By all accounts, "Torchwood" is still a very new show.
To date, the spinoff of "Doctor Who" is made-up of 31 episodes, with another 10 on the way ... not much more than what you would expect to see on a couple of seasons of a traditional American science-fiction series.
However, being a British series that is constantly able to re-invent and define itself, "Torchwood" has only just commenced filming of its fourth season, once again taking a different approach to storytelling. But this might already be the end of the line for series creator Russell T. Davies.
Davies, who not only resurrected "Doctor Who" in 2005 but also turned it into the BBC's strongest franchise, has admitted that he feels he has reached the end of his journey in the genre.
"It's interesting as to how long I can stay in the science-fiction world," he said. "Personally I think I'm coming to the end of it now and I've saved the world and blown up the world too many times."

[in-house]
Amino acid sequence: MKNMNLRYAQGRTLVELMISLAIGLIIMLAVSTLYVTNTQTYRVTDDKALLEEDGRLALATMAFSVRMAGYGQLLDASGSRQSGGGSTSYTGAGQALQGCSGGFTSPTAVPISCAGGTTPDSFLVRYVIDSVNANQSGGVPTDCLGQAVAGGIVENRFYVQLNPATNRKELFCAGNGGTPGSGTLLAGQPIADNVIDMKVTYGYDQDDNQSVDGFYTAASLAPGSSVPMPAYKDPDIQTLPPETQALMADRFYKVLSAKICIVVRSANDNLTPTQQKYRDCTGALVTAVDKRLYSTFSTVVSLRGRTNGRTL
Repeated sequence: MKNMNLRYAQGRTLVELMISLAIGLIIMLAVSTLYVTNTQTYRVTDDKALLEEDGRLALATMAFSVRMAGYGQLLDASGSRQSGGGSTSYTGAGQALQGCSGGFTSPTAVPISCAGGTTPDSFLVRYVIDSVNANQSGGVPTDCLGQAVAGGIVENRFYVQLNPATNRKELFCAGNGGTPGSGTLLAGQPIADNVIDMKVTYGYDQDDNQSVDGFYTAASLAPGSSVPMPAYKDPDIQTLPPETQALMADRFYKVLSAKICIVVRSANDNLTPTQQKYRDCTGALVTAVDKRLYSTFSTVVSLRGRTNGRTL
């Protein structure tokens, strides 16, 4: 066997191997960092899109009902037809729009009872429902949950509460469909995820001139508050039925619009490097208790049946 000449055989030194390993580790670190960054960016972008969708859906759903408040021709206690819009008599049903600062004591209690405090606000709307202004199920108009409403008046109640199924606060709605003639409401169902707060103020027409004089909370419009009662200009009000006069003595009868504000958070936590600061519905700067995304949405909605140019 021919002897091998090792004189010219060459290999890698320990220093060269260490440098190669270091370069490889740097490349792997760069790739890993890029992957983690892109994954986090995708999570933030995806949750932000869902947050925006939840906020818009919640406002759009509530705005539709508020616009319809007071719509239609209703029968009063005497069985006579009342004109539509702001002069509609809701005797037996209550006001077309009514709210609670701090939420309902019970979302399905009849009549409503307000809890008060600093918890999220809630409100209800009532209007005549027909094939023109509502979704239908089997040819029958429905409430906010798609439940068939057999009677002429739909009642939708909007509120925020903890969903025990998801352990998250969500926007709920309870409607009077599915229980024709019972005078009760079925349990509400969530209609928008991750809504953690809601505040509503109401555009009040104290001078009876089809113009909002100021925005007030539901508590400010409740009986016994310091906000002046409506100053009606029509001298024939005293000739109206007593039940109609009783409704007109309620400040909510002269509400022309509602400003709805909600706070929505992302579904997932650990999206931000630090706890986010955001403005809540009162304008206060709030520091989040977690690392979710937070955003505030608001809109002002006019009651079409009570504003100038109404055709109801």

If Davies does bid Team Torchwood adieu at the end of the season, it means four could be his magic number. At the end of the fourth season of "Doctor Who," Davies tied up his era on the long-running series with a handful of special episodes leaving his successor, popular Whovian writer Steven Moffat, with a blank canvas to craft his own show.
Should Davies indeed decide to leave "Torchwood" behind him, he plans on leaving the series in the strongest position possible.
"It's time to write something just where people talk in kitchens, at least for me," he said. "But I hope we literally leave the franchise in a very strong position [so] that other writers come in and take it over."
He seems already comfortable in leaving "Torchwood" in the hands of others. Davies brought in a whole crew of writers for the upcoming season of Torchwood, including genre favorites Jane Espenson and John Shiban.
"Torchwood: Miracle Day" is expected to air on BBC and Starz this Spring.
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